189 \begin{isamarkuptext}%

   190 \noindent

   191 The final \isa{refl} gets rid of the premise \isa{{\isacharquery}k\ {\isacharequal}\ f\ {\isacharquery}i}. Again,

   192 we could have included this derivation in the original statement of the lemma:%

   193 \end{isamarkuptext}%

   194 \isacommand{lemma}\ f{\isacharunderscore}incr{\isacharbrackleft}rule{\isacharunderscore}format{\isacharcomma}\ OF\ refl{\isacharbrackright}{\isacharcolon}\ {\isachardoublequote}{\isasymforall}i{\isachardot}\ k\ {\isacharequal}\ f\ i\ {\isasymlongrightarrow}\ i\ {\isasymle}\ f\ i{\isachardoublequote}%

   195 \begin{isamarkuptext}%

   196 \begin{exercise}

   197 From the above axiom and lemma for \isa{f} show that \isa{f} is the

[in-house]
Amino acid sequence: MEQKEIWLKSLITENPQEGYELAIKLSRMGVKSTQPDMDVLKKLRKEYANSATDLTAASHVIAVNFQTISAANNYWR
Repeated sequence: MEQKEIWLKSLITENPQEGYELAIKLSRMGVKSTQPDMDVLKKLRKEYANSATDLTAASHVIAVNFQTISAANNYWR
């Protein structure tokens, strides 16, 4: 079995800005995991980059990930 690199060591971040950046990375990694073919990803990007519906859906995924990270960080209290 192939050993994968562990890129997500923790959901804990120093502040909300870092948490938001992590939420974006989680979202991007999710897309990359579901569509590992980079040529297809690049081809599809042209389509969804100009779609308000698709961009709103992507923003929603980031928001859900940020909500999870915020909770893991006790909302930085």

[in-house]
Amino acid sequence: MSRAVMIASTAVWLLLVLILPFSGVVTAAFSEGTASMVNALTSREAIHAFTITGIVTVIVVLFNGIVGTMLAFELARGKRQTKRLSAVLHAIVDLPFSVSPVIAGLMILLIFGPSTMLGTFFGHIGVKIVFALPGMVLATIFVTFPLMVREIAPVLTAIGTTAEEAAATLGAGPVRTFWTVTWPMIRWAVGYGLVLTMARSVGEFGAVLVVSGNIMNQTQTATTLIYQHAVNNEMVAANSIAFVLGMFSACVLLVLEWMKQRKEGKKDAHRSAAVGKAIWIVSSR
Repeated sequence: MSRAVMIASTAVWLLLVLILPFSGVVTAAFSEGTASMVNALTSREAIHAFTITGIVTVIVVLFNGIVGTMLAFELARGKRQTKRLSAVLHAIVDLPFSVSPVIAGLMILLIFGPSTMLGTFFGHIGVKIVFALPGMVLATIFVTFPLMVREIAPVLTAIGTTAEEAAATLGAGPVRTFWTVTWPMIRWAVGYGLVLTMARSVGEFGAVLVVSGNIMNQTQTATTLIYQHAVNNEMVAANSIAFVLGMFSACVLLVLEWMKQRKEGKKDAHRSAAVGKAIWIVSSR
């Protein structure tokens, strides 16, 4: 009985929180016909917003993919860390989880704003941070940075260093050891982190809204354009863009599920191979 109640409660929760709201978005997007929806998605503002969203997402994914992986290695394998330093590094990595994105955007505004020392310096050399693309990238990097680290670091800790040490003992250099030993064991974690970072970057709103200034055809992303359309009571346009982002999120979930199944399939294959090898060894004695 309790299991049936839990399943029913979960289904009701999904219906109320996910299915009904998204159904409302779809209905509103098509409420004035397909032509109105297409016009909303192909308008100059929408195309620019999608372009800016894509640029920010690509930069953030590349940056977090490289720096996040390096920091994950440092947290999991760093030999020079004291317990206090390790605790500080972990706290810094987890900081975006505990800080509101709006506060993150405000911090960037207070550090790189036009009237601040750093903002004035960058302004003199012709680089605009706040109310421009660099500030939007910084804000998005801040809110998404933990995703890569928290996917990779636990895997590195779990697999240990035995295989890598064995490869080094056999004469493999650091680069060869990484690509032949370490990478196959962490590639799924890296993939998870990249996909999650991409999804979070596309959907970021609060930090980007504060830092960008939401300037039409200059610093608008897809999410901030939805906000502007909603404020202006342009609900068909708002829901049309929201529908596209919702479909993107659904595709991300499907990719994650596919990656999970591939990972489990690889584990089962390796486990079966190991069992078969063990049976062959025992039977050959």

198 identity.

   199 \end{exercise}

   200

   201 In general, \isa{induct{\isacharunderscore}tac} can be applied with any rule $r$

   202 whose conclusion is of the form ${?}P~?x@1 \dots ?x@n$, in which case the

   203 format is

   204 \begin{quote}

   205 \isacommand{apply}\isa{{\isacharparenleft}induct{\isacharunderscore}tac} $y@1 \dots y@n$ \isa{rule{\isacharcolon}} $r$\isa{{\isacharparenright}}

   206 \end{quote}\index{*induct_tac}%

   207 where $y@1, \dots, y@n$ are variables in the first subgoal.

   208 In fact, \isa{induct{\isacharunderscore}tac} even allows the conclusion of

   209 $r$ to be an (iterated) conjunction of formulae of the above form, in

   210 which case the application is

   211 \begin{quote}

   212 \isacommand{apply}\isa{{\isacharparenleft}induct{\isacharunderscore}tac} $y@1 \dots y@n$ \isa{and} \dots\ \isa{and} $z@1 \dots z@m$ \isa{rule{\isacharcolon}} $r$\isa{{\isacharparenright}}

   213 \end{quote}%

   214 \end{isamarkuptext}%

   215 %

   216 \isamarkupsubsection{Derivation of new induction schemas}

   217 %

   218 \begin{isamarkuptext}%

   219 \label{sec:derive-ind}